CANCER battler Erin Matthews is a shining star on the road to recovery.
The Grangetown tot’s family were given the devastating news when she was less than a year old that she had the deadly childhood illness neuroblastoma.
Mum Debbie, 36, and dad Scott, 37, faced worrying times after it was discovered that the youngster had numerous tumours in her body.
But doctors at Newcastle’s RVI, where Erin has been receiving treatment since June 2012, have now said that following intense chemotherapy sessions they will be able to handle the illness although they can not remove the tumours.
It is hoped that the cancerous cells will become benign as Erin grows older.
Debbie, who as well as husband Scott both work for Sunderland City Council, said: “Erin’s doing really well now.
“She finished her treatment back in October but then had some scans in February which showed that the tumours were bigger than expected.
“But she had another scan at the end of last week which showed stayed the same size, so we are in a much better situation now.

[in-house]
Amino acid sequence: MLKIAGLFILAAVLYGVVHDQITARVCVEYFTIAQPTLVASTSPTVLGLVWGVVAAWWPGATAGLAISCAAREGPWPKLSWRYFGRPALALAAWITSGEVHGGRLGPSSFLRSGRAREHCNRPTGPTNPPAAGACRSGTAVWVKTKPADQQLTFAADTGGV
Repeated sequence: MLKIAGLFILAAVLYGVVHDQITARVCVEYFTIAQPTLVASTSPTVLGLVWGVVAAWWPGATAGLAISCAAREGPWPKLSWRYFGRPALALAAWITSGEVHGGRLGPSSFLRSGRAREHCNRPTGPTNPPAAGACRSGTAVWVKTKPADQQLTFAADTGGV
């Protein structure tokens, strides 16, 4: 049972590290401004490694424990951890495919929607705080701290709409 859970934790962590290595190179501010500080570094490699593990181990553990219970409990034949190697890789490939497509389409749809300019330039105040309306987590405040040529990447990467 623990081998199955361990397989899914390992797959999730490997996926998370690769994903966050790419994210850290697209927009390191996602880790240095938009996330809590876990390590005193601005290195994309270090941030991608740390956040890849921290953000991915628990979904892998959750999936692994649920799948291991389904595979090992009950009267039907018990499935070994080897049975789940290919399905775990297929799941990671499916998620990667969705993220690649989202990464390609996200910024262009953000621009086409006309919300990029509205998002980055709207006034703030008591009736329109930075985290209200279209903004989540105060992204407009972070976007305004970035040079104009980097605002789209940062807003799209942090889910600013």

“The doctors will keep on doing checks on her every three to six months from now on.”
The Matthews family are now getting back into routine.
“It feels like we are finally getting back to normality now,” added Debbie, also mum to Erin’s sister Ava, five. Because we were spending so much time at hospital, Erin made a lot of friends there and maybe she felt it was normal.
“But she should be with other children enjoying nursery and that’s what she’s doing now.”
Erin’s loving granddad Brian, 67, has now nominated her for a Cancer Research UK Little Stars award, in which she also received a £50 TK Maxx gift card.
“It’s been a bit of a harrowing time for us but hopefully we are over it now,” said Brian.
Professor Josef Vormoor, a Cancer Research UK childhood leukaemia expert who is based in the North East, said: “The Little Star Awards recognise the courage of all children who have been diagnosed with cancer.
“Seeing their bravery is an inspiration to me and my colleagues every day.”